Shoreline upgrades envisioned for Two Rivers |

Shoreline upgrades envisioned for Two Rivers

Jack Reyering

Two Rivers Park may soon be getting a long overdue upgrade.

With assistance for the Glenwood Springs Parks and Recreation department, several designers have begun drawing up concepts to improve the park’s overlooked shoreline area.

Work first started on Two Rivers Park in 1978. Before the park was opened, the site had many purposes.

“It was a quarry, a railroad repair depot, a dump site,” said Tom Barnes, head of the Parks and Recreation department. “It had a long and storied past, although the stories were not always good.”

The original schematics included development plans for the shoreline. Those designs never came to fruition because the project ran out of money.

Now, 38 years later, a new team has come in to help the park’s shoreline realize its greater potential, providing yet another recreational option to residents and visitors of Glenwood.

One member of the team is Gary Lacy. Lacy has helped conceptualize and construct similar river parks in Idaho, Nevada, Texas, Arkansas and North Carolina, among other locations.

The team also has members of the original Two Rivers Park design team.

The designers hope to draw visitors to the park and its shoreline. They are focusing on several areas. One of their top priorities is improving ease of access to the boat ramp. This includes improving the approach ramp with a lower grade and three bays for vehicles to access the river.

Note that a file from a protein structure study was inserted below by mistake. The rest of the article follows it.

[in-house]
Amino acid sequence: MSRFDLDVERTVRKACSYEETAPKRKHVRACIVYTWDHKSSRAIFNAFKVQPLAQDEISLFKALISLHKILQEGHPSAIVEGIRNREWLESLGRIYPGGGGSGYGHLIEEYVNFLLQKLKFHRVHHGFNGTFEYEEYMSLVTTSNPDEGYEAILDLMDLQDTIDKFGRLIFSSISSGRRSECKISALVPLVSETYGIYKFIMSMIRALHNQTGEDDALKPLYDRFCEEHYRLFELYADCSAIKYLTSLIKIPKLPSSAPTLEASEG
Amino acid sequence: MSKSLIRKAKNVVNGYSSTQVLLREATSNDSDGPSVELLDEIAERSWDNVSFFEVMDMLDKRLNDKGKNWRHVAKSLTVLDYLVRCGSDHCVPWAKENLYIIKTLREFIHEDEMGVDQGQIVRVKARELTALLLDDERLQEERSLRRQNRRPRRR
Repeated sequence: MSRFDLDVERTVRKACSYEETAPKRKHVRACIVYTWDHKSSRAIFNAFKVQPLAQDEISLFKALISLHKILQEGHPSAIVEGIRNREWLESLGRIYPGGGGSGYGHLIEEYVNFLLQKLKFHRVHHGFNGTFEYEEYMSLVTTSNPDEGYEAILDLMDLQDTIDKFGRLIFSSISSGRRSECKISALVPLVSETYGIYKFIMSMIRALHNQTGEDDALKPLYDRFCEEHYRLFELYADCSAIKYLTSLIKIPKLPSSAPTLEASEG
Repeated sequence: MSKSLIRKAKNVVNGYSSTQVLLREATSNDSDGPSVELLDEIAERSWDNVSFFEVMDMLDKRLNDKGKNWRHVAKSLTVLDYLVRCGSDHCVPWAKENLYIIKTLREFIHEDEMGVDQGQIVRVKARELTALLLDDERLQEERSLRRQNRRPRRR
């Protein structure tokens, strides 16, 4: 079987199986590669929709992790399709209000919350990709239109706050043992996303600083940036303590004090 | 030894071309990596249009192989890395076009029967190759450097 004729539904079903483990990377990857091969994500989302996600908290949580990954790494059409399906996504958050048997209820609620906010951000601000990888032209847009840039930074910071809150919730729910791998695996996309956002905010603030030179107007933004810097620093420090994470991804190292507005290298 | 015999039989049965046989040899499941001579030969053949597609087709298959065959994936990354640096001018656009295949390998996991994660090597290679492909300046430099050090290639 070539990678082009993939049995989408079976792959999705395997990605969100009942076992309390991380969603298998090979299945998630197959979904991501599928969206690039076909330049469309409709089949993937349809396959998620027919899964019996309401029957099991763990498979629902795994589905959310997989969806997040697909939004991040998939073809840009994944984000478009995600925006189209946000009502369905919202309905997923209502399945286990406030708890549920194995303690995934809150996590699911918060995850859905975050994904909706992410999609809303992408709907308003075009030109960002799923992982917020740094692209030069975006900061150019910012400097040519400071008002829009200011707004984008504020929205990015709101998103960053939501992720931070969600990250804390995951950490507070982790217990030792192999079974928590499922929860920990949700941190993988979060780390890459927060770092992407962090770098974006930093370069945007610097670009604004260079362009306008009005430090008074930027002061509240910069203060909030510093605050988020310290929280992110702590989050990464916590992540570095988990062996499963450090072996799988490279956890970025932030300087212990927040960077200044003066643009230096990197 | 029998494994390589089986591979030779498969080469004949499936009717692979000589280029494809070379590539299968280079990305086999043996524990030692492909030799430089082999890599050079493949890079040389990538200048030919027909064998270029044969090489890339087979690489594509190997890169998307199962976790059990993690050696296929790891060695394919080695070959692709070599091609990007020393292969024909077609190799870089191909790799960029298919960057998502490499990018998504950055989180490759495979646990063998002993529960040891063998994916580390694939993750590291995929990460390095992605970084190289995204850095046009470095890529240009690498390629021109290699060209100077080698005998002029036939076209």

The designers are also hoping to create a new path that extends along the river edge. Construction of this path involves developing the shoreline to create a terraced level closer to the river’s height.

They also think that the river island has untapped potential. They hope to create a recreational area on the island with a swimming beach, bridge, riparian area and observation tower.

The designers have several other design plans that they hope to move forward with including improvements to the main park, more walkways and a pedestrian bridge over Interstate 70.

The project is in the community input stage. Based on the reception that the designers receive, they will decide how and when they will move forward with the project.

The Two Rivers Park design team has a planning meeting with City Council on July 21. Depending on how that meeting goes, the task force will know what it will be able to do with the park and when it can get started.

“Hopefully we can get it on for the 2017 fiscal year as far as the budget goes,” Barnes said. “Then we will know if we can get some of the improvements or a larger chunk and whether they are sure on the designs.”

Barnes is optimistically patient about the future of the park.

“I’d love to say we can snap our fingers and make it happen,” he said, “but there is a process to go through. You know the park has been like this since 1978, so I don’t have a problem with waiting six more months.”

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